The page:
We supported the Department of Home Affairs to develop and introduce the Telecommunications Legislation Amendment (International Production Orders) Bill 2020 into the Parliament. This legislation creates a framework to access electronic data for criminal law enforcement and national security purposes in Australia and overseas. The bill enables a new ‘international production order’ regime to support cross-border access to data between countries with which Australia has negotiated a designated international agreement. Australia is finalising negotiations on the first such agreement with the United States under its Clarifying Lawful Overseas Use of Data Act. This agreement would allow Australian authorities to directly approach US-based communications service providers, for example Facebook, Microsoft and Google, for data, including content data held by those providers. This would also allow the US similar access to data held by Australian-based providers. This work strengthens Australia’s bilateral relationships with international crime cooperation partners and enhances Australia’s legal framework for international crime cooperation. Ultimately, this contributes to criminal offenders facing justice and makes the Australian community safer.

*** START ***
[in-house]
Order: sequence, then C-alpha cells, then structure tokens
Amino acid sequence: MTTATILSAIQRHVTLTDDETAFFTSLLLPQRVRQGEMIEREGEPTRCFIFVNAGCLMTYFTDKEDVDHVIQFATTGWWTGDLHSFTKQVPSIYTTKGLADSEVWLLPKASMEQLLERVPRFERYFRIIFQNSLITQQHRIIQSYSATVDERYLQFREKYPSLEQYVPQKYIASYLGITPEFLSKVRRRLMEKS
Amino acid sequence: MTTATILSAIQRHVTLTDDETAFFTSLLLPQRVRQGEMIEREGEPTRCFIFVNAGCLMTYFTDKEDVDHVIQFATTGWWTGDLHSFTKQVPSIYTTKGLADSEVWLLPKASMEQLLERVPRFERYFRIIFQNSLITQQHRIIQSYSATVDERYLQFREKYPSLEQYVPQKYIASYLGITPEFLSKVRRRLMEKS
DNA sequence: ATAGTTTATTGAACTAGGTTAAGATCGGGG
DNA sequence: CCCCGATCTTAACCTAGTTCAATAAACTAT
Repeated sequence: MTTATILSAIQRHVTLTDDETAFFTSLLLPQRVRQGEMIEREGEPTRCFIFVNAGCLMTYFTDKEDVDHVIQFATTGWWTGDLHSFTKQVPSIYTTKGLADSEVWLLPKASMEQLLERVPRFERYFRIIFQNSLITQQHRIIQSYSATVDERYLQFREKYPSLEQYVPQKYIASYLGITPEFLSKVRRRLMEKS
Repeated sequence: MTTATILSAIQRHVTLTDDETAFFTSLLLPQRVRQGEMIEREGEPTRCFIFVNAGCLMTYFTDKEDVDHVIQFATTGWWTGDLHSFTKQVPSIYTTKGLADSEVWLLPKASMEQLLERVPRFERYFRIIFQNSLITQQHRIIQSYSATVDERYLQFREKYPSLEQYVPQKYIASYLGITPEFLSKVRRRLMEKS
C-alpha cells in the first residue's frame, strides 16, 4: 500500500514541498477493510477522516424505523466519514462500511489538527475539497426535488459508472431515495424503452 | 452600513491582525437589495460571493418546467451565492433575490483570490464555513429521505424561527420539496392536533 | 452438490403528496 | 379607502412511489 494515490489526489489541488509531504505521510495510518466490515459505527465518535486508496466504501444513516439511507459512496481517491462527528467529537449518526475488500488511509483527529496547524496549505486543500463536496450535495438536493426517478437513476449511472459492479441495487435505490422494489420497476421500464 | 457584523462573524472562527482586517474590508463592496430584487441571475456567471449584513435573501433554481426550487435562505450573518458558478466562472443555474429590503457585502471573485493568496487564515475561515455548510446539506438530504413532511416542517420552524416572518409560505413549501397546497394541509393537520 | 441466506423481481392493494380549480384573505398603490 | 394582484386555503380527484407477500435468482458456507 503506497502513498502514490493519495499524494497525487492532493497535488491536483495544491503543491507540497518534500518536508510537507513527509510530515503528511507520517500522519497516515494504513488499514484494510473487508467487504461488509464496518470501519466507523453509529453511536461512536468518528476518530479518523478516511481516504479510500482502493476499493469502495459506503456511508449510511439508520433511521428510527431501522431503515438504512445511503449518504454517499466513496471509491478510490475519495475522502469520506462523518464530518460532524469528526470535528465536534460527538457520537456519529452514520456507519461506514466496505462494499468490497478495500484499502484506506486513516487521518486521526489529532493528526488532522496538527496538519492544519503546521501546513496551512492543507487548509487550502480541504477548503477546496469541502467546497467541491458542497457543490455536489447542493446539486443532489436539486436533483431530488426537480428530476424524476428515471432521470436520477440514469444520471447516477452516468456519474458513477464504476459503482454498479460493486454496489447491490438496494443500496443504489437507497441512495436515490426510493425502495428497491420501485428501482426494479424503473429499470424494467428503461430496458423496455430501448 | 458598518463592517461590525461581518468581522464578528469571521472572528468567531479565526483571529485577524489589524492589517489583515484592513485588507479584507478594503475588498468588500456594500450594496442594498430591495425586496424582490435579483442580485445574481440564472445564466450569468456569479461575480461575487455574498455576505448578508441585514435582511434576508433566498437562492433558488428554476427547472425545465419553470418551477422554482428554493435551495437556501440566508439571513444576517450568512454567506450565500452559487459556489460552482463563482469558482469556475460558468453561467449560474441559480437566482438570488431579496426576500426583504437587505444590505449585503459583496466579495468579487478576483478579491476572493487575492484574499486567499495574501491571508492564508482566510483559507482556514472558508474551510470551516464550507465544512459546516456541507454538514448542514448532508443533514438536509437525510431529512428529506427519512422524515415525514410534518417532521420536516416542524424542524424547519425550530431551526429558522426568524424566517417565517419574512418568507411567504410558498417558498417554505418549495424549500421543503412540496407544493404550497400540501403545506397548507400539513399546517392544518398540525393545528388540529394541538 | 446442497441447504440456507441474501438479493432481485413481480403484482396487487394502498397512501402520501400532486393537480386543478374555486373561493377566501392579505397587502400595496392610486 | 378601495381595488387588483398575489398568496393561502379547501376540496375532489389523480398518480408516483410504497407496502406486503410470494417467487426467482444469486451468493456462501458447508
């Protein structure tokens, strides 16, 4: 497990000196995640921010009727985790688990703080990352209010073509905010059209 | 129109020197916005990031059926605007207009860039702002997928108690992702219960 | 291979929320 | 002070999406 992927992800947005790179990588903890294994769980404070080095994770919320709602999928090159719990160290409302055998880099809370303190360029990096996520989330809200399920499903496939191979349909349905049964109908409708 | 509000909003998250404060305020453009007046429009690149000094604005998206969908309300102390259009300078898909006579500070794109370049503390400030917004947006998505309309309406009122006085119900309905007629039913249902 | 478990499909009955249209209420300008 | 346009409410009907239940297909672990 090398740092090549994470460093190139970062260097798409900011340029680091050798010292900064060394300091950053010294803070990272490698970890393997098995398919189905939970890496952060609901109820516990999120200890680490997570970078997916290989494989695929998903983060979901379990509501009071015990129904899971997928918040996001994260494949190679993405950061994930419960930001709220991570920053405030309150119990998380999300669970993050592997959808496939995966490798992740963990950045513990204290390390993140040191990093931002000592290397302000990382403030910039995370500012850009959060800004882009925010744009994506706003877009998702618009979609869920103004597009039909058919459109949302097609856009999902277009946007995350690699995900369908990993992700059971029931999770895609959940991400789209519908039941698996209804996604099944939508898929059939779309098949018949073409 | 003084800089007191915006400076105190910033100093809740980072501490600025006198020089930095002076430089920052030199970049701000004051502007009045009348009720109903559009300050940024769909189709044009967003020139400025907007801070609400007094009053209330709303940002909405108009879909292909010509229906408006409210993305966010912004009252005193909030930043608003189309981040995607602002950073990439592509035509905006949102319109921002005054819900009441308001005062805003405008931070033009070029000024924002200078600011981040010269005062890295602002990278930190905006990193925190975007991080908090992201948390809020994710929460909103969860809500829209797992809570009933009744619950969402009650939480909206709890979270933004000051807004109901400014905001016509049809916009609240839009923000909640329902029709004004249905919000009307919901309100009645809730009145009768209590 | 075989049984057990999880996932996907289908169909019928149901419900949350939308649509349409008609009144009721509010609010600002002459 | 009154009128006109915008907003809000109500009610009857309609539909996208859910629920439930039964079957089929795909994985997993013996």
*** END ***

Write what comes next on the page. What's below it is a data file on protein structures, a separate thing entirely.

The Crimes Legislation Amendment (Combatting Corporate Crime) Bill 2019 was reintroduced into the Senate after lapsing at the last federal election. The bill contains measures to reform criminal offences for bribery of a foreign public official, implements a Commonwealth Deferred Prosecution Agreement scheme for corporate offences and updates the definition of dishonesty in the Commonwealth Criminal Code. The bill enhances the tools available to law enforcement and prosecutors to tackle corporate crime, which costs Australia billions of dollars every year and hurts business, Australia’s international reputation and Australia’s economic wellbeing. The reforms follow extensive public consultation over a number of years.